4 definitions by Matt A. Brown

A creature refers to some being that is trying, unsuccessfully, to pose as a human. A person with a weird personality, strange social mannerisms, and awkward physical movements is usually called a dork, but in order to qualify as a "creature," one must be off-the-charts. Too weird to function in normal society.
"Hey look... is that kid eating a book?? Should we stop him?"
"No, leave him alone. That dude is a creature."
by Matt A. Brown July 11, 2006
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Usually a question or greeting offered to a friend. Variant, however, in that a number of different answers are acceptable depending on the situation. See examples.
1. "Hey Joe, whats good in the hood?"
"Hey hows it going?"

2. "Whats good in the hood, brah?"
"Nothin, dude. Just beer."

3. "Yo Norman, what's good in the hood?"
"To be perfectly honest, not alot. The reading gap between young blacks and whites in urban areas continues to widen due to lack of awareness among political elites. Unemployment's on the rise, stereotypes are being reinforced, crime's on the rise, and rap music is dying."
by Matt A. Brown July 11, 2006
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While the phrase "just tryin to hang out" is most commonly used in the Southeast Continental United States, its state of origin is unknown (the majority of Virginians claim it was born in their home state, but argue over whether it was first used in Richmond or Williamsburg). The key to understanding this phrase definitely lies in its context, and can be easily misused or misunderstood by non-natives.

Can be used as a question, answer, statement, or even rarely as an adverb. Again, usage and meaning depends entirely on context. See examples below with associated definitions below:

1. In its most common context, the phrase is used as a general greeting. It is posed as a question to a friend in reference to whether or not he/she is available to go out on a given night.

2. However, it can also be used when a group of friends is already out. In this situation, the phrase can be very confusing for novice users, for, if one's already out, why would you ask if you were going out tonight? It seems repetitive. Yet in this situation, the phrase refers to whether or not alcohol will be consumed by the party in question.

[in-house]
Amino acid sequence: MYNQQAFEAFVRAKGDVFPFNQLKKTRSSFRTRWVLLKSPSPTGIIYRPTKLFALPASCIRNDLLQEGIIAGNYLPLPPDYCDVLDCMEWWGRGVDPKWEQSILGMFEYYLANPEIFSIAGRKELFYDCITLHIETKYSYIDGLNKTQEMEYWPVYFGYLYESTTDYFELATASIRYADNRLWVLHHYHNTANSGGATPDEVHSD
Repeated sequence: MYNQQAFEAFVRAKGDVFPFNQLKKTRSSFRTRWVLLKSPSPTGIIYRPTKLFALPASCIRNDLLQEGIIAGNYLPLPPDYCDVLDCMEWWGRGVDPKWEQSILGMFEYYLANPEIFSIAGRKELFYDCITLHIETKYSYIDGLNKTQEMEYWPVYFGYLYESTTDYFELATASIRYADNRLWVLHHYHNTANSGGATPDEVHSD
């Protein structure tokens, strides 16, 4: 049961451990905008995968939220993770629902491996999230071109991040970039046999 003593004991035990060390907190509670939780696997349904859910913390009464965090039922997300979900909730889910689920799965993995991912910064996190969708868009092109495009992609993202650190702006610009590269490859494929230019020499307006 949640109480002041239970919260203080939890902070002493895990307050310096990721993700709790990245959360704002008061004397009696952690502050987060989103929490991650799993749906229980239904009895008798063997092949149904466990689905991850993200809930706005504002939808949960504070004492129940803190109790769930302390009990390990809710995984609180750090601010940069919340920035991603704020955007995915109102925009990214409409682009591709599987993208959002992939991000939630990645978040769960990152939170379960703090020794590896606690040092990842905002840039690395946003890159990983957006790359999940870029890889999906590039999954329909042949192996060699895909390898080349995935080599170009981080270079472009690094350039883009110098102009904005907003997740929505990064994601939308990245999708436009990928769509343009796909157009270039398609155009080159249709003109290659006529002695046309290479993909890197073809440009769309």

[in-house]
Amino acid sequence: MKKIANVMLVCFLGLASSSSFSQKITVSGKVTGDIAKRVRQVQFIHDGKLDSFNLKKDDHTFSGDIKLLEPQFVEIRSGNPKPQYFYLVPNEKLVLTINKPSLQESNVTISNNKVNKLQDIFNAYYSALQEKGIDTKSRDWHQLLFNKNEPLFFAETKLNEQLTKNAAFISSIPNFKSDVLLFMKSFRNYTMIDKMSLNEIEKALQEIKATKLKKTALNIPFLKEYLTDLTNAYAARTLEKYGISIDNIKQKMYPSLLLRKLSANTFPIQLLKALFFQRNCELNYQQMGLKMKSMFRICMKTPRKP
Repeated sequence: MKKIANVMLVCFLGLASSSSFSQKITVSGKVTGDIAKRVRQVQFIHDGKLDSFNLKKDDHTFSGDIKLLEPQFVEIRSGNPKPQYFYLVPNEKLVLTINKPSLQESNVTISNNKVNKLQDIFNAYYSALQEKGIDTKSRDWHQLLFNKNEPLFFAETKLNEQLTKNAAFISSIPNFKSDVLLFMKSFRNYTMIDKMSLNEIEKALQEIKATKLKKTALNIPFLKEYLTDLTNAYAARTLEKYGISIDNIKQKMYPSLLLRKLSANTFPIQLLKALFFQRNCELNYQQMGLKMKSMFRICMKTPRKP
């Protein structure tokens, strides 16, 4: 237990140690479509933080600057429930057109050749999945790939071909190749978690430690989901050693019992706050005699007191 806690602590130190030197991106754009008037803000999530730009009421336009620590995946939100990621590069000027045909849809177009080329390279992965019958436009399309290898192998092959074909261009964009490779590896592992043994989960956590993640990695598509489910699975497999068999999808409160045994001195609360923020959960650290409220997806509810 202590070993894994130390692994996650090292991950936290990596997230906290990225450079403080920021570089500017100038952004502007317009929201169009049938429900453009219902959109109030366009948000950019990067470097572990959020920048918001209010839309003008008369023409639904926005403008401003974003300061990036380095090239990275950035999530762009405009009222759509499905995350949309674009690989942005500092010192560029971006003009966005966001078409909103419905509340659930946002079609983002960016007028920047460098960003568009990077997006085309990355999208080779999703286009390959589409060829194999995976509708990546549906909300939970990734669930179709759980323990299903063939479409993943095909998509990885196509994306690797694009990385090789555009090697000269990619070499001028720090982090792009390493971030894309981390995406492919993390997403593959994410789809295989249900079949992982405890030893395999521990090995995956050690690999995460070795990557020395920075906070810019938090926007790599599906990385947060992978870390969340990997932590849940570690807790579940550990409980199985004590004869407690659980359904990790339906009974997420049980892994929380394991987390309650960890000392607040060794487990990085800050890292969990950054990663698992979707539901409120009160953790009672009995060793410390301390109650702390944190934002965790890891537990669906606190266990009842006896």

3. In yet another context, the phrase can be used as a subtle pickup line. If used properly, it has a very high success rate. However, it's growing popularity in recent years stems from its ambiguity and so-called 'plausible deniability'. For, even with poor results, a user can always deny any wrongdoing.

4. A fourth usage is used as a general statement professing sincere apology, tolerance and goodwill. Alcohol, again, is usually involved.

5. Finally, an extremely rare fifth version of the phrase has been discovered in just the past year or so. There is much debate over the meaning of this usage, and no one really knows when it can and cannot be dropped. Most logically, one would believe it should refer to an attitude of indifference towards the night; in other words, if something big is going on, then maybe it's worth going out, if not, then not. However, this usage is used very random situations, and its real meaning cannot be ascertained.
1. "You tryin to hang out tonight?"
"No I can't. I have a huge exam tomorrow."

2. "You tryin to hang out tonight, or what??"
"Yeah dude, beer me."

3. "You look riDICulous tonight. Are you ... tryin to hang out later or what?"
"You mean go upstairs with you?? Steve, you have a girlfriend!!"
"What are you TALKING about, I wanted to know if you were drinking tonight, Jesus."

4. "What the F is your deal, dude?!"
"Yo chill out, man. I'm just tryin to hang out."

5. "Are you tryin to hang out tonight?"
"I'm not... NOT tryin to hang out."
by Matt A. Brown July 11, 2006
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This is definitely a beer pong/beirut term. It's used as a challenge at the end of the game (depending on the region, and the house rules of the table).
"Game over. Goodnight, thanks for coming. Your game is a joke. Oh, but please.... try redemption."
by Matt A. Brown July 30, 2006
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